This March is my six-year veggiversary!
On my two-year veggiversary, I shared why I went vegetarian – if you haven’t read it yet, please do.
This year I want to reflect on what I’ve learned in my six vegetarian years:
1. Doing good feels good.
I’ve said it before and I’ll say it again: Going veg feels amazing! It’s not just physically feeling great, it’s emotionally feeling great too. Making a conscious and daily choice to do something that reduces suffering, benefits the planet, and is good for your health, has a hugely positive impact on your overall well-being. Going vegetarian is one of the best decisions I’ve ever made.
2. Condemning others doesn’t help the cause.
It’s really easy for vegetarians to get up on a high and righteous horse (especially vegetarians who write blogs, ahem). But I’ve learned in my six vegetarian years that vegetarianism isn’t about condemning others. It is simply counterproductive to everyone involved for vegetarians to condemn meat-eaters (or vegans to condemn vegetarians). Obviously, pissing people off is very poor way to go about changing their minds – it doesn’t do vegetarianism any good, and it sure as hell doesn’t help any animals.
3. No one is perfect.
Vegetarianism is not about perfection. Vegetarianism is about living a compassionate and healthy lifestyle and doing the best you can to choose kindness over cruelty. Vegetarians (or aspiring vegetarians) shouldn’t beat themselves up about one slip-up. Just get back on track and keep going. Vegetarians shouldn’t hassle someone for only doing Meatless Mondays (instead of meatless every day), at least these people are doing something. And non-vegetarians shouldn’t expect vegetarians to be perfect. It is quite unnecessary to “catch” a vegetarian every time they own a leather product. I assure you, they are already very aware of it. Instead of bullying each other, or ourselves, for not being perfect, why don’t we extend our compassion to everyone and be supportive instead?
4. You are not alone.
Being in a minority can be isolating. As a vegetarian or vegan, you will no doubt be the brunt of every bacon joke, be stereotyped as a preachy hippie, and get into some heated discussions with defensive meat-eaters. And at times, it can become very overwhelming and disheartening. That’s why it’s important to interact with like-minded people. Having people in your life that share your philosophical beliefs, or people who will always have your back (whether they’re vegetarian themselves or not), makes it easier to face whatever the non-veg world throws at you. Spend time with friends and family who are supportive of your choice to go veg. Find (or start!) a vegetarian meet-up group in your city. And participate in the online community. Follow vegan/vegetarian blogs, Facebook pages, and Pinterest pages. Just remember that there are lots of us out there and you are not alone!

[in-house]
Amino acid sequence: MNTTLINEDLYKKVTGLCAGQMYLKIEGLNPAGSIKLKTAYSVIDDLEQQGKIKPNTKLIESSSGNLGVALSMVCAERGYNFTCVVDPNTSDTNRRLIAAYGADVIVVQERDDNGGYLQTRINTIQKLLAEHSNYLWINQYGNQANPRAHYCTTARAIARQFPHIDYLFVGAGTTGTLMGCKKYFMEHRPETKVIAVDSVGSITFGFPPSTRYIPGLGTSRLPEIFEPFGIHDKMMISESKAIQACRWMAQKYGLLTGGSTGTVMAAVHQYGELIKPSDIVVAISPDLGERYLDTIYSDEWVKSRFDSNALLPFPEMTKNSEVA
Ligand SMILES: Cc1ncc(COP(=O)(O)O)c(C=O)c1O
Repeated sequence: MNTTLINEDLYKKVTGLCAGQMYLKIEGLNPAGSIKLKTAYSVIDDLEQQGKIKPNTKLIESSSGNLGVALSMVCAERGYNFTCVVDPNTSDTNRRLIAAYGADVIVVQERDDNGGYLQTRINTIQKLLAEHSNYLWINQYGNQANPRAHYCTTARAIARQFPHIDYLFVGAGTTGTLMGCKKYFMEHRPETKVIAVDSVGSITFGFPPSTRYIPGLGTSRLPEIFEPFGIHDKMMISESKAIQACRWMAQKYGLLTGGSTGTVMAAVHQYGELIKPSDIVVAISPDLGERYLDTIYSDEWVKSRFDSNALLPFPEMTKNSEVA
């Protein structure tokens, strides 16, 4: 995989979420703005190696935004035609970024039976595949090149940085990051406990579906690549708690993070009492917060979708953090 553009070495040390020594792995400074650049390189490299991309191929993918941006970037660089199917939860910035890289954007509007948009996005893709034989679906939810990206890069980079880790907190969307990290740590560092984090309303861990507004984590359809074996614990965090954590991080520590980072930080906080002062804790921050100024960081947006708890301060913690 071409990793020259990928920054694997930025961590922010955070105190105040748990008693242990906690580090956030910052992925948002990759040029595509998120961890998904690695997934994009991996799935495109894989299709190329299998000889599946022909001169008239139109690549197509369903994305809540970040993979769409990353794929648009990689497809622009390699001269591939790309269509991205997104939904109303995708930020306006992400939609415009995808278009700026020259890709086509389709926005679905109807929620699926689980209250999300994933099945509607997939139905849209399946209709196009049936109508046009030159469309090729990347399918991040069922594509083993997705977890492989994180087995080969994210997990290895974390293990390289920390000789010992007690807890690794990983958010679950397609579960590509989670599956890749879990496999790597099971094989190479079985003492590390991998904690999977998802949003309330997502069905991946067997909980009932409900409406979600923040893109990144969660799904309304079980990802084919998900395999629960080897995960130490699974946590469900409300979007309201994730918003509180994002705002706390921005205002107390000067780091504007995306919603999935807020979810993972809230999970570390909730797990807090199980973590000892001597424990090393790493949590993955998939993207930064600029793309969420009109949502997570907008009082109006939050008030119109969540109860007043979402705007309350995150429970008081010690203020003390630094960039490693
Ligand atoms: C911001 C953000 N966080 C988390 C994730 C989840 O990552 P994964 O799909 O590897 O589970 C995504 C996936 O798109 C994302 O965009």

5. The times, they are a-changin’.
Over the past six years, it has been absolutely beautiful to watch people’s attitudes toward meat change. In my personal life, seeing family and friends cut back on, or completely cut out meat has been one of the most rewarding experiences of this journey. I love that moment when someone makes the connection: realizes that what we’re doing to these animals is abhorrent; realizes that what they’re putting into their body is unhealthy; realizes that it really is pretty damn easy to leave the pepperoni off that pizza; realizes that every meal, they can make a powerful, meaningful choice. I’m so impressed and inspired by those in my life who have changed their eating habits, and I’m so humbled by those who have said I’ve helped them to do so. There is without a doubt, more public awareness of the issues with meat production and the health benefits of vegetarian and vegan diets than there was six years ago. The mainstream media more often exposes the cruelty and filth in the meat industry and our current health crisis is undeniably linked to our terrible diets. More people are becoming informed. And as more people become informed, more people change. And if enough people change, so will the system. And I see it happening (albeit slowly at times) and it makes me hopeful.